Is camping a good option for a 5-day Okavango Delta safari?

“Camping is a wonderful way to experience the Delta. No other form of accommodation enables quite the same closeness to nature (although the best tented camps try to recreate this sensation). This is true if you’re lying awake at night with just canvas separating you from the animals that you know are out there and you can hear. It also applies to the thrill of moving around in a camp with no fences to keep the animals out. It may sound scary, but operators know how to keep you safe and it’s all very exciting. The only downside of camping on a 5-day Okavango Delta safari, especially if it’s a budget safari, is that you may be limited in how far you can explore the Delta. That’s because much of the Delta is accessible only by plane. Most of the remote accommodation places are of the luxury tented camp variety, with very few options for camping.”


Should I choose a guided or self-drive safari to visit the Okavango Delta?

“Both guided and self-drive safaris are wonderful ways to explore the Okavango Delta. Each has its own advantages. On a guided safari, there are two main options: the private and group safari. A private safari means that you will have a guide, driver and vehicle all to yourself. On a group safari, these are shared with other safari-goers. For both of these, you’ll be accompanied at all times by an expert guide, which is an outstanding opportunity to learn and ask questions about the Delta and its wildlife. It’s also a fine way to find out about local life from your guide and, on a group safari at least, meet other travelers. A self-drive safari means you’re on your own, and that can be a wonderful thing. Your tour operator will make sure that you know where you’re going, but you should also do your own planning and research. Armed with this knowledge you’ll have a delicious sense of freedom as you explore. All the decisions are yours, including how long you stay and watch those lion cubs play or that elephant family interacting. You also have the choice of camping and of staying in the same accommodation as those on group or private safaris.”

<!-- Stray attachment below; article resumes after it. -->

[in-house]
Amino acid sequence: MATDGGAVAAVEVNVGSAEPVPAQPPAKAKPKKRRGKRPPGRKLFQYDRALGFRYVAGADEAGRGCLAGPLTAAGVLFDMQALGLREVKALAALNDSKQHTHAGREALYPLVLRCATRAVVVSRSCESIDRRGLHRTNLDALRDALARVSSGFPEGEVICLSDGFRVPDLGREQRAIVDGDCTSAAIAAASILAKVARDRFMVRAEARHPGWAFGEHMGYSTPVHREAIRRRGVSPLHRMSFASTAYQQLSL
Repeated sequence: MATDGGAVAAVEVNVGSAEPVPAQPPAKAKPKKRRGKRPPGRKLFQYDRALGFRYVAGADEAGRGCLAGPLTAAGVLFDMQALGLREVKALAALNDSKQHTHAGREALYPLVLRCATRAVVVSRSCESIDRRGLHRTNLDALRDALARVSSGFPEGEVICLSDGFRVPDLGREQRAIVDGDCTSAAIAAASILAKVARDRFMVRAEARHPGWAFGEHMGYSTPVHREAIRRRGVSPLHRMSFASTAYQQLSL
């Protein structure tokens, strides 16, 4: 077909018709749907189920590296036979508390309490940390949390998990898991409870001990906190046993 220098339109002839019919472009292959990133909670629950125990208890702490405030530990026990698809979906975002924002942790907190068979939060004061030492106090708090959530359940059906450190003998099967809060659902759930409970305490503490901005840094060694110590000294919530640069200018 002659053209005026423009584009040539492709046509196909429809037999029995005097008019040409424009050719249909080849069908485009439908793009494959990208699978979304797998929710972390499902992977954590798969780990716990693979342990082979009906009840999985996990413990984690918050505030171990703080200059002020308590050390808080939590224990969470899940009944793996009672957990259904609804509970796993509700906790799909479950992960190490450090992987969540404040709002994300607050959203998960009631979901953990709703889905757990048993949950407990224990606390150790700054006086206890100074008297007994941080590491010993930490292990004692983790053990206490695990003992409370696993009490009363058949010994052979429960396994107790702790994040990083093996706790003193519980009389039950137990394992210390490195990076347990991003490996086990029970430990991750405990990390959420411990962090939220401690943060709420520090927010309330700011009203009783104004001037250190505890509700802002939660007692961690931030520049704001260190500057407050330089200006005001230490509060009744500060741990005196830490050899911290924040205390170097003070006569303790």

How much will this safari cost?

“A 5-day Okavango Delta safari starts at around US$300 per person per day for a budget camping safari and can cost almost US$1,000 per person per day for the full luxury experience. Most safaris cost somewhere in between. One of the larger expenses of traveling in the Okavango Delta is the cost of flying into, out from and around the Delta. Check with your tour operator whether the cost of these flights is included in any quoted prices. Either way, they need to be factored into the overall total that you’ll pay. Accommodation is a major variable when it comes to cost, with everything from basic campsites right up to five-star luxury with prices to match. The time of year you travel is also important: high-season prices (which apply from July to October) can be double those of low season. Remember, however, that not all camps open year-round. The other variable is the type of safari: private safaris will always be more expensive than group or self-drive options.”